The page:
I'm not a Cowboys fan, and there are no white No. 9 jerseys in my closet. He won me no fantasy titles and I don't have a nuanced take in the "IS TONY ROMO A HALL OF FAMER?" conversation other than, "Yeah, probably."
But when you look at Romo's career through the prism of football-as-entertainment, the man was a godsend. He was the rare lightning rod where it felt like both sides of the debate had a good case. You could paint him as clutch or a world-class choke artist, a dependable franchise quarterback or an injury-ravaged liability, the ideal face of the franchise archetype or a star who could be swayed by the perks of fame.
You could mold Tony Romo into anything you wanted him to be. Somewhere, Skip Bayless sobs uncontrollably on a fainting couch.
Football fans, especially football fans in Dallas, will argue over Romo's legacy for decades. How his successor, Dak Prescott, fares moving forward will shape Romo's legacy as well. But don't let any of his detractors fool you: The NFL was a more exciting place when Romo and the Cowboys were making things happen. This new generation of Dallas players has America's Team as relevant as ever, but Romo brought the pathos.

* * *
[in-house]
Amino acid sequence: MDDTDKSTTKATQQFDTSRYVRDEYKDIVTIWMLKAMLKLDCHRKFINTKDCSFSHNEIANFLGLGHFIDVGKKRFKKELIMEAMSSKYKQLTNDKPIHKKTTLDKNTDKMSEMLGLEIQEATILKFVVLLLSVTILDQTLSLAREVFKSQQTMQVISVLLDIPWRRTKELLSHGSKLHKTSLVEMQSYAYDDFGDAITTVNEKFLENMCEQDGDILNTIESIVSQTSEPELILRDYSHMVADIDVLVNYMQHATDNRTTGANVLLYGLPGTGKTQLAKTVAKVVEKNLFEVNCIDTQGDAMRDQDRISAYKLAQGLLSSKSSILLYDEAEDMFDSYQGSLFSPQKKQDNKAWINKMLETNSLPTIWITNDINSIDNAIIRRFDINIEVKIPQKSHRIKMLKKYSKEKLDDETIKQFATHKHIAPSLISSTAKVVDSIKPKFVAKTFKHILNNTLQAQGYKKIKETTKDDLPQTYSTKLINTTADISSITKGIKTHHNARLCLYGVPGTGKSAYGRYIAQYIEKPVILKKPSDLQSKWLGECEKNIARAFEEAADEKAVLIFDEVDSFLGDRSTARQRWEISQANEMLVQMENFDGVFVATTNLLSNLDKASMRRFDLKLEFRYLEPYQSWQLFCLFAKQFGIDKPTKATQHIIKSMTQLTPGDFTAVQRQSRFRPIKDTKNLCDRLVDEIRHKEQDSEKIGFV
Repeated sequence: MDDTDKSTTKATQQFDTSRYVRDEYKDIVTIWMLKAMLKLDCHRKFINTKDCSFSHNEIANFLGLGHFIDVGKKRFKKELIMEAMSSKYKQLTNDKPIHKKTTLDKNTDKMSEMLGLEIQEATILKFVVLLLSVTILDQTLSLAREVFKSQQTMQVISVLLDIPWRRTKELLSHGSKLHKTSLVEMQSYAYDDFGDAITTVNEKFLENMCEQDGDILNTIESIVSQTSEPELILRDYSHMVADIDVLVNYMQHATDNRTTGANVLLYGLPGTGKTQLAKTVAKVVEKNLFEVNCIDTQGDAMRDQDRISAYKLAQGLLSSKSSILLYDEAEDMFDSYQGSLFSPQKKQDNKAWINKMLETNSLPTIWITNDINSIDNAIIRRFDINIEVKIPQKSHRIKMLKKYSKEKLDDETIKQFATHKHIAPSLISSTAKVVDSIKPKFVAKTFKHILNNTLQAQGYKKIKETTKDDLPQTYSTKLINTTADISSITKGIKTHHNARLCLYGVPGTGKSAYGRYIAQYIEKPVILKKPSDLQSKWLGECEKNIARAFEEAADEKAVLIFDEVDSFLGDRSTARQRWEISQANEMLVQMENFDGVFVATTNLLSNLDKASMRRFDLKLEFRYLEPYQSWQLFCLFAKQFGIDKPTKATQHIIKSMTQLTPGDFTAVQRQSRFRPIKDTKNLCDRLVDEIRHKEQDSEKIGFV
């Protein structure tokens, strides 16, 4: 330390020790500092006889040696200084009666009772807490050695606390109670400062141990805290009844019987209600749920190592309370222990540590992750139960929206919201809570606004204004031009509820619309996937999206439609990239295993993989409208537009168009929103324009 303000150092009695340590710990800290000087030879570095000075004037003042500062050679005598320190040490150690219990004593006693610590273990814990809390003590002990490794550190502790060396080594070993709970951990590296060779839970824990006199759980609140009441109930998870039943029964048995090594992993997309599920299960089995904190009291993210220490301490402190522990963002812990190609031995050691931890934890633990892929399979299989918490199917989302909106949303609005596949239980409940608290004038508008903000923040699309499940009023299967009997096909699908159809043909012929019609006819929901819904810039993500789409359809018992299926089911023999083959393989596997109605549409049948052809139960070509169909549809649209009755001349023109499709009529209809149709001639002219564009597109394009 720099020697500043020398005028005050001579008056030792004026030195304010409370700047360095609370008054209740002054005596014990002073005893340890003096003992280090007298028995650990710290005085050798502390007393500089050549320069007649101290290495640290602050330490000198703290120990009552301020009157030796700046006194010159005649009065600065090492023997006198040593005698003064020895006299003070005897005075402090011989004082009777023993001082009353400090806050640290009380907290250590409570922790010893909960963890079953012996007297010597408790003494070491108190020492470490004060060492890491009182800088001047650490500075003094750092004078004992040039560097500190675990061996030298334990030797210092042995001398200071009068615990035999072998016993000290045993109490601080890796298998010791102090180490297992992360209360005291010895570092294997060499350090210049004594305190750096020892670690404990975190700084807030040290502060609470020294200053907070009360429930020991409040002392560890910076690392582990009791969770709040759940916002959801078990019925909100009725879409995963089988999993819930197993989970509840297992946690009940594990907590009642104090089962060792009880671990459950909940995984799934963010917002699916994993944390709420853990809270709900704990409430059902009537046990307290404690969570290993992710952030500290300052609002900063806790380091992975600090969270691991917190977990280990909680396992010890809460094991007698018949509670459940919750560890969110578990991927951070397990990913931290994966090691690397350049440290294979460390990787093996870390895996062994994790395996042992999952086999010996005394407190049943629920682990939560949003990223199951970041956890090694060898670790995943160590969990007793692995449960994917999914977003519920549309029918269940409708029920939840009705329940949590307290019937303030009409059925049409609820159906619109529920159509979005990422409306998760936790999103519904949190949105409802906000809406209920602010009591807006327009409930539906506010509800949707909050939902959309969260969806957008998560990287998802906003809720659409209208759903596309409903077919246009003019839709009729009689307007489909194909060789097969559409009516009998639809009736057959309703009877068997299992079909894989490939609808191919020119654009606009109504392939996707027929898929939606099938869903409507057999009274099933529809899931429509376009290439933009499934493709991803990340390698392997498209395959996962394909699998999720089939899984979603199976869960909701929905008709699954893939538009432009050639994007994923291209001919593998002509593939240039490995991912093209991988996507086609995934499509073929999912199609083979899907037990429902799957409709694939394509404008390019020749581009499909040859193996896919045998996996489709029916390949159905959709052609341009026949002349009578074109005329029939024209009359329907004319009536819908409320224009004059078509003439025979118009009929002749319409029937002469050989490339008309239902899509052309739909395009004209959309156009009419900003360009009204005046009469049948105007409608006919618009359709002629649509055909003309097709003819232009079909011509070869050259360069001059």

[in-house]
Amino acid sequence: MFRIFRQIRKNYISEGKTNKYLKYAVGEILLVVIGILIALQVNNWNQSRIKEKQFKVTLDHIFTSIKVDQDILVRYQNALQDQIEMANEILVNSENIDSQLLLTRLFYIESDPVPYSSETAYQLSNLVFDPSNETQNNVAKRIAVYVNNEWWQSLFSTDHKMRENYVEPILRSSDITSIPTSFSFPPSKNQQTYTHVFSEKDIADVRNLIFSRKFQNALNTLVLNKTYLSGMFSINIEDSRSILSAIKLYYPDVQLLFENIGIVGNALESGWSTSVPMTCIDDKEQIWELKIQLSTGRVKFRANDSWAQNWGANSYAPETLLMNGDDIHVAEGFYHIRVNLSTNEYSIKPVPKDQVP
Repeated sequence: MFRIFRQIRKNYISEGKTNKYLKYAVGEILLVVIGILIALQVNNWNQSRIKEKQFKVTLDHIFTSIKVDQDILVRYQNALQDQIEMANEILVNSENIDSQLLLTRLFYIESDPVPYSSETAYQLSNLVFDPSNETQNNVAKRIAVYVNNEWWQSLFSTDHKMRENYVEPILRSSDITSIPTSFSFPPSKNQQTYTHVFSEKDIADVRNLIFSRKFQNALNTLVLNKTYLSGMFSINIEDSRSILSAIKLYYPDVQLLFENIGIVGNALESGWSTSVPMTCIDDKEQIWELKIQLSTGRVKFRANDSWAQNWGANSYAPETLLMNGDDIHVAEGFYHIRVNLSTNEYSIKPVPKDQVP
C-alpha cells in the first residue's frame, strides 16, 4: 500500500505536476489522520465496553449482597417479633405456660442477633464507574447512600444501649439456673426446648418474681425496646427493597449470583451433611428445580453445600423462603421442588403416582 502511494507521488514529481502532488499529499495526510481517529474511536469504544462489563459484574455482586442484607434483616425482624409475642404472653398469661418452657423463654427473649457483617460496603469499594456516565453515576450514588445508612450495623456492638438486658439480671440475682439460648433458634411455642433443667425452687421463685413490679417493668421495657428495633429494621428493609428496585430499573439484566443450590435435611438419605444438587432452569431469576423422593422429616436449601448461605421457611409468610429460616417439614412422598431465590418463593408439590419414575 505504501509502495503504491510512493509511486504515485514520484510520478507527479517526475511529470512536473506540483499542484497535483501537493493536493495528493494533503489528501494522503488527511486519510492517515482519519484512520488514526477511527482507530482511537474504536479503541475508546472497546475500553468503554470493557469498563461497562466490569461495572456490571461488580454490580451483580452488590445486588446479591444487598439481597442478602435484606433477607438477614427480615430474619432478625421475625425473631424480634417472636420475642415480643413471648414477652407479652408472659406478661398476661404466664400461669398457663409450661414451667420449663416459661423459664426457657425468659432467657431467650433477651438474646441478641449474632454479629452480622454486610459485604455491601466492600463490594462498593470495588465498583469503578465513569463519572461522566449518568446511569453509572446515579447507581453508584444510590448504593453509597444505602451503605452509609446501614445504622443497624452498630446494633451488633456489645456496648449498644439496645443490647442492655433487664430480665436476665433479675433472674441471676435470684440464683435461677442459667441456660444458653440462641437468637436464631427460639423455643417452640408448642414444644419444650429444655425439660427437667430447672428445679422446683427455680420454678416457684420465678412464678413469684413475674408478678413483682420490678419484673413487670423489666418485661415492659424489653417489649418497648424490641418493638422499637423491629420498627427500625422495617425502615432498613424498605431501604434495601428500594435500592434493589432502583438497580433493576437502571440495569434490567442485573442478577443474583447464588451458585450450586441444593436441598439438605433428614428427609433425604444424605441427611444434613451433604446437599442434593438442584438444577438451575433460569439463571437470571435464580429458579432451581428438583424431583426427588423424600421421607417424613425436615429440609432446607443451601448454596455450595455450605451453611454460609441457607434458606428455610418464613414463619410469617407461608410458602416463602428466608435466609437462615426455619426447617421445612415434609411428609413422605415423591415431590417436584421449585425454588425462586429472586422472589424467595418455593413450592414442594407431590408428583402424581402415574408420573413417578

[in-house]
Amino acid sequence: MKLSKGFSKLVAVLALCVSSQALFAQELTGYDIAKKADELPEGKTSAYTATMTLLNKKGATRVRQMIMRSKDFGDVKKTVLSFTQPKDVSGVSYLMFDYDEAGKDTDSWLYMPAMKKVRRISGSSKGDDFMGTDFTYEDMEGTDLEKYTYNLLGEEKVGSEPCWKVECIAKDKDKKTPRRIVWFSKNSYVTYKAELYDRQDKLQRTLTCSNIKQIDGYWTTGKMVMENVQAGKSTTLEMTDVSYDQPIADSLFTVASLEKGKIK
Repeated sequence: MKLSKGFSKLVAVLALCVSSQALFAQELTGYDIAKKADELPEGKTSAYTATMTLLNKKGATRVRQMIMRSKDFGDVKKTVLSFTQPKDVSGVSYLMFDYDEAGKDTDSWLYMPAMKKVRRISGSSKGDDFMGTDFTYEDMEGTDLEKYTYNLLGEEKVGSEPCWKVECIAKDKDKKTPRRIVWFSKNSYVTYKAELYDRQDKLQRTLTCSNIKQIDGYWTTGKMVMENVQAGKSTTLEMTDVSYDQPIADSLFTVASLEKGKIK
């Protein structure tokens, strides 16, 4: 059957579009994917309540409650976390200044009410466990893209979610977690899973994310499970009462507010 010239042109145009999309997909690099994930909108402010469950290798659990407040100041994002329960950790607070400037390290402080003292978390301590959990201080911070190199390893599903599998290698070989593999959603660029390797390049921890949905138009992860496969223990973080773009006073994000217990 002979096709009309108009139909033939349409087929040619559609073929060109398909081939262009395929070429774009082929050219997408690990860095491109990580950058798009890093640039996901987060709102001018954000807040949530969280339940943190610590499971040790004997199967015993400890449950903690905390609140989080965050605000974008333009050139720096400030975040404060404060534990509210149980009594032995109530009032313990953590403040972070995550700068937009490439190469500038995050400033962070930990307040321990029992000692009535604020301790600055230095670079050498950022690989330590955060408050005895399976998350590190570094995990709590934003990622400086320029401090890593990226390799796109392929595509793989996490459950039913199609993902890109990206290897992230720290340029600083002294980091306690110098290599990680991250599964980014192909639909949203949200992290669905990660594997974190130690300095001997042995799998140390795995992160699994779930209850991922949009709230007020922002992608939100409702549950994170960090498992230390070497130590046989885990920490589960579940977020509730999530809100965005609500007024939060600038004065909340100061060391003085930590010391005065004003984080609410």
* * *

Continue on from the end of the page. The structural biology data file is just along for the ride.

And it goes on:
Before we move on -- I'm aware there's no shortage of flaming Romo takes at your fingertips today -- I'll share my favorite Romo game. It was the perfect embodiment of The Tony Romo Experience; four quarters that showed the quarterback at his game-changing best and star-crossed worst.
Romo played like a hybrid of Joe Namath and Troy Aikman, setting a Cowboys record with 506 passing yards and five touchdown passes on just 36 attempts. It was hardly a banner day for a Denver defense missing Von Miller, but the below highlight package reminds you how easy everything seemed to come to Romo when he was locked in.
And since I set this up by calling it the perfect summation of The Tony Romo Experience, you know it can't end well. It did not ...